That was pretty much my exact reaction when I heard that Iceland had some of the best snorkeling. I had this image of myself in a bikini paddling around ice and slowly (quickly) turning blue. Of course, it’s nothing like that – in fact, if you’ve ever gone snorkeling before you will find that Iceland snorkeling is a whole new experience.
But let’s back up a bit. Where exactly do you go Snorkeling in Iceland. The best place is a in Thingveller Park at a place call Silfra.
Silfra is part of the rift between the two large continental plates that make up Iceland – Europe and North America. The rift is filled with glacier runoff, making the water a balmy 2 degrees Celsius year round. Time to break out the pina coladas.
The benefit of this near freezing water is that it has amazing visibility – according to our guide up to 100m. As you snorkel you can see all the way down through the clear blue water to the very bottom of the split.
As with many things I commit myself to doing on vacation, I was initially excited for snorkeling and then got more and more nervous as I thought about how cold that water would be. Wasn’t I going to freeze? Would I die? (probably not)
Luckily Arctic Adventures had us covered (quite literally). Since we had our own car, we meet up with them at the park entrance, but they also offer transportation from Reykjavik. Our guides had a whole trailer filled with the gear we would need for this extreme snorkeling.
On top of the warm stretchy clothing and thick socks we were all told to wear we first donned a “teddy bear” suit. It basically looked like a huge man-shaped wearable sleeping bag. It was quite nice and warm and I sort of wondered if I could borrow it for a few days of sight seeing.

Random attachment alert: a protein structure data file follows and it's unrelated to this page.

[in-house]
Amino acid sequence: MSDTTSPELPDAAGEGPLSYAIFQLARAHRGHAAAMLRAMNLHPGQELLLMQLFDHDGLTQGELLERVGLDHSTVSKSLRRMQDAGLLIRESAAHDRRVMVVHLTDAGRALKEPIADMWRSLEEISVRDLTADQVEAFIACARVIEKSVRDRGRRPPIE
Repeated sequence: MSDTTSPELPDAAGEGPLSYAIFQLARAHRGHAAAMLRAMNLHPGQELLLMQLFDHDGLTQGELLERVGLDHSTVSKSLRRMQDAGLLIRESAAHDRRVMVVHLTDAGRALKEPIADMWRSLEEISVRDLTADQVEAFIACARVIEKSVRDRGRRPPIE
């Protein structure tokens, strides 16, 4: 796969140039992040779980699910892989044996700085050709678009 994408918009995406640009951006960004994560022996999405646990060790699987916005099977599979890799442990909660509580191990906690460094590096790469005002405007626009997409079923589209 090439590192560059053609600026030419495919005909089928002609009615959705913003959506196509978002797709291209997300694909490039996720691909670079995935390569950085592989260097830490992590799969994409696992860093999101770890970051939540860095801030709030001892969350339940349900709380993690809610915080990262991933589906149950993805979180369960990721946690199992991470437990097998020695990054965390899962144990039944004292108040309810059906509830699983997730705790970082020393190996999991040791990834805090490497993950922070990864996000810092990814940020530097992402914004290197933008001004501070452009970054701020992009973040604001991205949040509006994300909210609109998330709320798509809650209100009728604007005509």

The next piece was the full body dry suit complete with attached boots. The suit was sealed at the neck and arms to prevent water from entering. This also meant that air could not escape the suit and until our guide explained how to release it we all walked around like the Michelin Man. (or the ghost buster Pillsbury dough boy – whatever your preference may be)
Shockingly the water wasn’t cold at all. Well, the water was cold, but I couldn’t feel it – the suit did its job and kept me totally dry and warm. Which is good because I would probably not have enjoyed it less if I was soaking wet and freezing – just a guess. The one part of me that did get cold was my hands and my face…but just a little. I spent most of my time snorkeling with my hands in the air (like I just don’t care).
After all the excitement of preparing ourselves for snorkeling it was time to get down to some actual snorkeling. As soon as I put my face in the water, I was literally in awe of how beautiful it was below the surface. Pure blue water, sun shining through almost to the bottom. You could even see the little flecks of dirt and rock floating by.
The trip lasted the perfect amount of time – about 45 minutes to see the split and experience the unique snorkeling before it was time to head out and back to our car. Any longer and I think my hands would have been too cold for it to be enjoyable.